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Chrysler 440 V8 Engine

In the mid 60s the muscle car battle between the Big Three automotive manufactures was getting heavy. With the success of the Chevrolet 409, GM was planning to unveil the 427 for the 1966 model year. Ford had already released their 427 in 1965 to do battle with the already very popular Chrysler 426. So Chrysler decided to raise the bar another notch to fight the competition by developing the 440 V8 engine for 1966.

The Chrysler 440 V8 engine was built from 1966 to 1978 and was the last of the Mopar engines that were over 400 cubic inches. The 440 was definitely not as powerful as the 426 HEMI but considering it could be purchased for half the price of a HEMI there were a lot of buyers ready to purchase this Mopar powerhouse.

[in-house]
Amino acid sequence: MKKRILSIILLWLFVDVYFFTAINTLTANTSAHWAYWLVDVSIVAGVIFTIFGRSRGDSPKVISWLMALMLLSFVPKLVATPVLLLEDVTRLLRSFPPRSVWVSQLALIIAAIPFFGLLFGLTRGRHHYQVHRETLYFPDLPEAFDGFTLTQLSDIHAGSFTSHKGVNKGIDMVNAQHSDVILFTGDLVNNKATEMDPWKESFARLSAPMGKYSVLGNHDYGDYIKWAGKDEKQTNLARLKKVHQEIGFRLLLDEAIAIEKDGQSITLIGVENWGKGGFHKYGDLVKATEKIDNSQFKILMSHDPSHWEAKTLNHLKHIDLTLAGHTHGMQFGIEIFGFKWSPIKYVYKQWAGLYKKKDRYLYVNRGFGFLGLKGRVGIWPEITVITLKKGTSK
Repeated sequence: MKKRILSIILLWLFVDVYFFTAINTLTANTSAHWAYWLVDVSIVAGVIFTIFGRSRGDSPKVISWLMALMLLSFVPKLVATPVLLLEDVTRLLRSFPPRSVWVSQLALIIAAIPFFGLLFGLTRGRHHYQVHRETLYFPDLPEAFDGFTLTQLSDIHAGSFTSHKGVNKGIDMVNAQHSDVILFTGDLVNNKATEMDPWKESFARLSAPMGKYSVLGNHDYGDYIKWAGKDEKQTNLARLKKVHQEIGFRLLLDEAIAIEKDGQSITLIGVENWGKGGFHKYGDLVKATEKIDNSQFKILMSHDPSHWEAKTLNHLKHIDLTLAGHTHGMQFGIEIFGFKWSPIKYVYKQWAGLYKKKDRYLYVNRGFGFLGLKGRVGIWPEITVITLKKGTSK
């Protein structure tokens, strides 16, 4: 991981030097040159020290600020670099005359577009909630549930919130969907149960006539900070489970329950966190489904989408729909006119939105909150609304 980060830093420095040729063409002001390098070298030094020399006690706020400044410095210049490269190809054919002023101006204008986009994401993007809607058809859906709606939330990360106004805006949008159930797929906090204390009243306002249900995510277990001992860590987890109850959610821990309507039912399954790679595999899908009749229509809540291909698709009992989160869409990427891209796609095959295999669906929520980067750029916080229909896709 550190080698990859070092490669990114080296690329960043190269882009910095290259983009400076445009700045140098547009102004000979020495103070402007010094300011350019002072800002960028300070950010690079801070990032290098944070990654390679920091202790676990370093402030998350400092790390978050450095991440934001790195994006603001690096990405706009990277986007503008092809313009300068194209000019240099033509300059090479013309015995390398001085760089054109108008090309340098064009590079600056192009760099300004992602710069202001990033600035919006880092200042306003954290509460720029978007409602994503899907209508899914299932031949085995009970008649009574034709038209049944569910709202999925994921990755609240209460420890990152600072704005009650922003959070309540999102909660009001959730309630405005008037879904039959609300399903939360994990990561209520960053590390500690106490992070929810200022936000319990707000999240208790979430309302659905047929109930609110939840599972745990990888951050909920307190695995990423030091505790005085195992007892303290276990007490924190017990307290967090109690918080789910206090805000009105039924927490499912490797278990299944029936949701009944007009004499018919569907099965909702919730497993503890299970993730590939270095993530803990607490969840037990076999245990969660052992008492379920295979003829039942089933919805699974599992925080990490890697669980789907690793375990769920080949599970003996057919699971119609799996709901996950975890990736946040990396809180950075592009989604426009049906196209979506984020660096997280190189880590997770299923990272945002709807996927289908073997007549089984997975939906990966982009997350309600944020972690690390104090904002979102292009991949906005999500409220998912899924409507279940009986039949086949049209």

From 1969 to 1971 the 440 got even better with the introduction of the “six pack” carburetor setup. This setup was 3 dual carburetors that were designed so that the center carb fed the engine when cruising down the road and then when the customer really wanted the extra power they could simply stomp down on the gas and the other 2 carbs would open up and give the engine everything it needed. This allowed the car owner to get better gas mileage on the highway as well as maximum performance at the drag strip. The “six pack” setup pushed the horsepower up to 390 and was used in many of the most popular Chrysler, Dodge and Plymouth muscle cars of the late 60s and early 70s. This included the Dodge Super Bee, Plymouth Road Runner as well as the Plymouth Sport Fury GT.